Reading Akhmatova Now

This is part of a SEEB series entitled “Russian Studies in the Era of Trump” organized by Ani Kokobobo.

Sarah Krive

It’s a muggy summer day, but I’m fortunate to be spending it in the Slavic Reference Library at the University of Illinois Urbana-Champaign. Seated at a modern apparatus, with neat stacks of microfiche at the ready, I begin my search for poems by Anna Akhmatova. The poems themselves are by now accessible through the six-volume Polnoe sobranie sochinenii (Ellis-Lak 1998–2005). But rather than reading poems as discrete entities, however, I aim to read them as them as they once were, situated in journals, newspapers, and small anthologies of their original publication. I want to see how they appeared on the page, what other texts and images surrounded them. Remediating is a way of trying to understand, in part, “crucial cultural information about how different components of the periodical’s readership were intended to interact with its content.”1

As I scroll through image after image of journal pages from 1912 to 1924, three things immediately stand out: first, how little advertising has changed. Then, as now, the adverts promise the moon—instant hemorrhoid relief, piano lessons, eyeglass repair, a Norwegian cruise. Sensing that we still (and, in the case of Russia, again) share a consumer mentality is somehow spectacularly reassuring a century on.

While the paratext of consumer taste reveals mostly the ways in which bodies break down and how we prop them up, my attention shifts to the ways Akhmatova’s poems are situated among other literary texts and even the news of the day. So the second thing that comes to mind is how reading her poems in situ suggests the ways that individual Akhmatova poems were consumed by readers. An example of what at first glance seems like an incongruous juxtaposition of words can be found in the December 20, 1915 morning edition of the newspaper Birzhevye vedomosti, on a large page dense with theater notices, book subscriptions for the coming year, a factory stock options sale, and Italian villa rentals, a slim column with the heading “Vospominania” contains Akhmatova’s poem, printed without stanza breaks, «Тот август как желтое пламя…». Below it is Sologub’s poem from August 18, 1889, «Что в жизни мне всего милей?».  To the right, Ivan Kasatkin’s short story, “The Meeting.” Akhmatova’s poem asks: Что сталось с нашей столицей,/Кто солнце на землю низвел? “What had happened to our capital,/Who had lowered the sun to the earth?” And later, И серые пушки гремели/ На Троицком гулком мосту “And gray cannons thundered/Across Trinity Bridge.”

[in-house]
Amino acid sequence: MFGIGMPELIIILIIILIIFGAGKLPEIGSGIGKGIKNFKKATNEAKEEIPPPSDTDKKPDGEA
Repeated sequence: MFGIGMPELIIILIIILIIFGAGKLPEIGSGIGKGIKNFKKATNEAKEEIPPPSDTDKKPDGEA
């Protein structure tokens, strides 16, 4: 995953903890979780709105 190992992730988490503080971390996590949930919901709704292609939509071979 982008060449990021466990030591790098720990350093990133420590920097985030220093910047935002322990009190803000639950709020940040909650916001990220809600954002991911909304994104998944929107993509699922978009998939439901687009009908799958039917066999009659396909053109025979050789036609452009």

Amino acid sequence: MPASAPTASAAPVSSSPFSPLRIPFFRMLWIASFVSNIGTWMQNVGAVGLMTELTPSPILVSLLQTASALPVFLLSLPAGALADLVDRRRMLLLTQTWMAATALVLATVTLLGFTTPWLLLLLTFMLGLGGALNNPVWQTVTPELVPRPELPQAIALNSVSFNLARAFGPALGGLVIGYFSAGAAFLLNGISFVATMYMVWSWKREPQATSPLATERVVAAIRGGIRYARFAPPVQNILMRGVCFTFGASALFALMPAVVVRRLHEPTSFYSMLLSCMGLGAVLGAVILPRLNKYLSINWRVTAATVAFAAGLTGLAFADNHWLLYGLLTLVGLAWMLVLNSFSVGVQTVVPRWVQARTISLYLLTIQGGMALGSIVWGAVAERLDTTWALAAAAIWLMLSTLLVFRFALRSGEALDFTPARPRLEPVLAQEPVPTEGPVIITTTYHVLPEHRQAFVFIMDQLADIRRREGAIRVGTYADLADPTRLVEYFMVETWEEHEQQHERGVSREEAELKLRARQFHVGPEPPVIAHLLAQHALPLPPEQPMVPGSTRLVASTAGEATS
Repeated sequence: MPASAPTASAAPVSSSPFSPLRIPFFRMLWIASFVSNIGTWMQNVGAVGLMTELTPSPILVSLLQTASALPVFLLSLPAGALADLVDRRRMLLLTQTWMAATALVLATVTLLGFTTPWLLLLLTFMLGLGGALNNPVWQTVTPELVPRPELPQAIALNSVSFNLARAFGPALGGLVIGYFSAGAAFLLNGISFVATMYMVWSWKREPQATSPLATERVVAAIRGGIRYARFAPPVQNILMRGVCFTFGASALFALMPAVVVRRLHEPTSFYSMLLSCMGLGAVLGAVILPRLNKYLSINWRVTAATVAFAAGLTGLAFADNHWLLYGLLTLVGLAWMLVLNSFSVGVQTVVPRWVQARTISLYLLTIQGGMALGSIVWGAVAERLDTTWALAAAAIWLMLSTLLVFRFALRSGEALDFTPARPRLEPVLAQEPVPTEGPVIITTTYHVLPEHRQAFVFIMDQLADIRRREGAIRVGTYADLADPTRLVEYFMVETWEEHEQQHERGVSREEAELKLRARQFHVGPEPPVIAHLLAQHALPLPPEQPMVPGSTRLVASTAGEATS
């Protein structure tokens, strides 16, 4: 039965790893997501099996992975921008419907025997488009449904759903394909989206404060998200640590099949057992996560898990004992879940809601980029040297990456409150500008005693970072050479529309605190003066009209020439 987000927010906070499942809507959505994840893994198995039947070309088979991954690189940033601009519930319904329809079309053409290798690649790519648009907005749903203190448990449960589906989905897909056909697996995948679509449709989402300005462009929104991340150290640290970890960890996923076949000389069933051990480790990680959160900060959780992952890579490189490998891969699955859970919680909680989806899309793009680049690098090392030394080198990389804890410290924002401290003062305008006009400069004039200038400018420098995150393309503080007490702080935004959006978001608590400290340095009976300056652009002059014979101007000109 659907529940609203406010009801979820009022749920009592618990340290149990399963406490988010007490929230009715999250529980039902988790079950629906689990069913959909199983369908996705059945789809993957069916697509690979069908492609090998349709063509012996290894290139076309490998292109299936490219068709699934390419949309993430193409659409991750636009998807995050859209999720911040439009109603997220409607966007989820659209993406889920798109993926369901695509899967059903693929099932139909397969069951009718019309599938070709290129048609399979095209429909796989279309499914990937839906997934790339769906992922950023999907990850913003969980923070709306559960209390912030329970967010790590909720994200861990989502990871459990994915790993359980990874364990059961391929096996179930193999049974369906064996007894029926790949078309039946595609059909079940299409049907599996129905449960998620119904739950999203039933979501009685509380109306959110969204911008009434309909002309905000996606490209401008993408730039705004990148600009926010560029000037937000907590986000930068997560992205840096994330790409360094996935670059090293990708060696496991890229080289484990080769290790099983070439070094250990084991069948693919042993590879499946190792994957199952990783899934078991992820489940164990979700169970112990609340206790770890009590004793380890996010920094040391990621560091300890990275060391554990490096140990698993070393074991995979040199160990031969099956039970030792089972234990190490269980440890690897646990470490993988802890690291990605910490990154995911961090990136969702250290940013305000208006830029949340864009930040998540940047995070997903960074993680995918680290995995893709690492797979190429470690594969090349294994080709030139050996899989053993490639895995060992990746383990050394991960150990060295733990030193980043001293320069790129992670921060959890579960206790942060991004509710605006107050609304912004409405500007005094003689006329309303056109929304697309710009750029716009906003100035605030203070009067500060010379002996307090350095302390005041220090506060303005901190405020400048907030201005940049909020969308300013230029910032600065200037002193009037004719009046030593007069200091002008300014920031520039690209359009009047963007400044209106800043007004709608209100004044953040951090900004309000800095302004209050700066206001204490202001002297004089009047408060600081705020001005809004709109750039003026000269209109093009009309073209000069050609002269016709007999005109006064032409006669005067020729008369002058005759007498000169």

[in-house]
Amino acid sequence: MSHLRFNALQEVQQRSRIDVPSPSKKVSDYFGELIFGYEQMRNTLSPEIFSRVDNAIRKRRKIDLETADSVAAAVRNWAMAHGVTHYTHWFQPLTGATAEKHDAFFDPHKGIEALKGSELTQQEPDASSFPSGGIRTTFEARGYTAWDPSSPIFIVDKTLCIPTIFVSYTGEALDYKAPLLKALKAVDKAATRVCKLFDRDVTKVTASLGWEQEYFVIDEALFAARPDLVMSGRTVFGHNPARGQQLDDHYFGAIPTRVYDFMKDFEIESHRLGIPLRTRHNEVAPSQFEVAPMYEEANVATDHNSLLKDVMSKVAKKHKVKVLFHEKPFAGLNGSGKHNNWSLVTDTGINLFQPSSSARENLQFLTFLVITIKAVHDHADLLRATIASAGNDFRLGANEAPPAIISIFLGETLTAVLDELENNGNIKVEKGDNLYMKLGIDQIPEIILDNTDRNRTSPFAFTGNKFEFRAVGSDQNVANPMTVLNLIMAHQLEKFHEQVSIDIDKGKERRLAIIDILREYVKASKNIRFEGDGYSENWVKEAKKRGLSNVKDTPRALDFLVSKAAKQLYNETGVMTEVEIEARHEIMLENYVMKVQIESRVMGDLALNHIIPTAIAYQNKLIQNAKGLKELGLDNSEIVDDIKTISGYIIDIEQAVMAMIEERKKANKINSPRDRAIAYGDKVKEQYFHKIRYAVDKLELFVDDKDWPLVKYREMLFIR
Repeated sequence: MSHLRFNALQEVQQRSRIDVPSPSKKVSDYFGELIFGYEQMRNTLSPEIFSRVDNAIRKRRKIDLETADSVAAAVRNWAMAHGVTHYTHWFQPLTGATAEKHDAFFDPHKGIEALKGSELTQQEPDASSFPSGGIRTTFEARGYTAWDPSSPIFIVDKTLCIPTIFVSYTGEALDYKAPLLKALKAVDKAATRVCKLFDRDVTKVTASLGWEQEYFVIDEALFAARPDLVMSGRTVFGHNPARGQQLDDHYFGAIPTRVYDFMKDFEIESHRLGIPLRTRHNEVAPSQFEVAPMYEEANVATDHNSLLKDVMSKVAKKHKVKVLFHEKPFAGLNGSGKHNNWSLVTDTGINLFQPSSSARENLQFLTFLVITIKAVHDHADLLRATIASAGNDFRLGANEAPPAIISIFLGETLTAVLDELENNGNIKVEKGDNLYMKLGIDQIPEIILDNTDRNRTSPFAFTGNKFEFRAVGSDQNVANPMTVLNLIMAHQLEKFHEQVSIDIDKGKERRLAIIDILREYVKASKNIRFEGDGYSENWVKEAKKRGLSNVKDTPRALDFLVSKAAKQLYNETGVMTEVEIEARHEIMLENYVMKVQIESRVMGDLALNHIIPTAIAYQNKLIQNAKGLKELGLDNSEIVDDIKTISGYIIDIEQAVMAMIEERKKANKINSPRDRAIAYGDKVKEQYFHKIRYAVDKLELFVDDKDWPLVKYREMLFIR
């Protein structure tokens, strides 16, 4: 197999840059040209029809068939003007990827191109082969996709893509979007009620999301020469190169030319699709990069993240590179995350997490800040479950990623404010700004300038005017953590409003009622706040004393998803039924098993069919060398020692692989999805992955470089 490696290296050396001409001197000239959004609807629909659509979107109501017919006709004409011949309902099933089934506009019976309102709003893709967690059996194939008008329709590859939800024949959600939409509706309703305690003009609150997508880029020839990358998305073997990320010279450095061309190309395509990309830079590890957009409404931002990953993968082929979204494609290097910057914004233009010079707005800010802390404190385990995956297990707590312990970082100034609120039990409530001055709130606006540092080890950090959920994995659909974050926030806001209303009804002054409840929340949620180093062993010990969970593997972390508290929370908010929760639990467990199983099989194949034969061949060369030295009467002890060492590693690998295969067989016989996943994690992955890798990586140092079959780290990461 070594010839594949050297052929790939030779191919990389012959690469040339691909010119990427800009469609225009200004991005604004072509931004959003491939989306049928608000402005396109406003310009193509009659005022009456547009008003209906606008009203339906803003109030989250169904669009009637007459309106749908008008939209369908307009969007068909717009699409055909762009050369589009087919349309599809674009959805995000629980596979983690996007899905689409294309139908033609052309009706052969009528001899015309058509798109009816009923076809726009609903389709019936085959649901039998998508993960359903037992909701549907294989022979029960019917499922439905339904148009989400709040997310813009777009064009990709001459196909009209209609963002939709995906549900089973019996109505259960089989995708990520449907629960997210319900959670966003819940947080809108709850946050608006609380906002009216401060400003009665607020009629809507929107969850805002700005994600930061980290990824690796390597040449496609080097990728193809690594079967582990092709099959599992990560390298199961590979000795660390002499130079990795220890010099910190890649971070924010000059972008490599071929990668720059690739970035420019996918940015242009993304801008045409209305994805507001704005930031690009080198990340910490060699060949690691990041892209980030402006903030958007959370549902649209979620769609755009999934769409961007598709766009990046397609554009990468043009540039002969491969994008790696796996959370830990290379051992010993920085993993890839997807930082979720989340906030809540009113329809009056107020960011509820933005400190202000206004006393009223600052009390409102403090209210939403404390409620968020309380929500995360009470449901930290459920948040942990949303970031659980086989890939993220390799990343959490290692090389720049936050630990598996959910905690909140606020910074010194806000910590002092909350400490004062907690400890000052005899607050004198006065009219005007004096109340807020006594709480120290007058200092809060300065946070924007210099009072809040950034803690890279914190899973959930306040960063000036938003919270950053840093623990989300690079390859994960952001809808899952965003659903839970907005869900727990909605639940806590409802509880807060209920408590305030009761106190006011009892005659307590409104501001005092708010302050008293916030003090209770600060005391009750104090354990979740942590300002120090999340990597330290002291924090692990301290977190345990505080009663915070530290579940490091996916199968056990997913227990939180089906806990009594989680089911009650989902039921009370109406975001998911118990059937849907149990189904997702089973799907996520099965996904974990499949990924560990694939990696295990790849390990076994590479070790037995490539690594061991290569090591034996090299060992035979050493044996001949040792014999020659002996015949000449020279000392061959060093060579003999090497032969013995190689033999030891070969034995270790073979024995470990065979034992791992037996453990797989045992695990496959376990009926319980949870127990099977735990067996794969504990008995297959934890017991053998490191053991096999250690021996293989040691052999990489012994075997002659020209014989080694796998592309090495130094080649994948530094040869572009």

Тот август как желтое пламя,
Пробившееся сквозь дым,
Тот август поднялся над нами,
Как огненный серафим.
И в город печали и гнева
Из тихой Корельской земли
Мы двое — воин и дева —
Студеным утром вошли.
Что сталось с нашей столицей,
Кто солнце на землю низвел?
Казался летящей птицей
На штандарте черный орел.
На дикий лагерь похожим
Стал город пышных смотров,
Слепило глаза прохожим
Сверканье пик и штыков.
И серые пушки гремели
На Троицком гулком мосту,
А липы еще зеленели
В таинственном Летнем саду.
И брат мне сказал: настали
Для меня великие дни.
Теперь ты наши печали
И радость одна храни.
Как будто ключи оставил
Хозяйке усадьбы своей,
А ветер восточный славил
Ковыли приволжских степей.

Akhmatova brings the experience of war into the urban landscape of the present day, providing readers of the Stock Market News reason to pause and perhaps look out the window at the morning sky.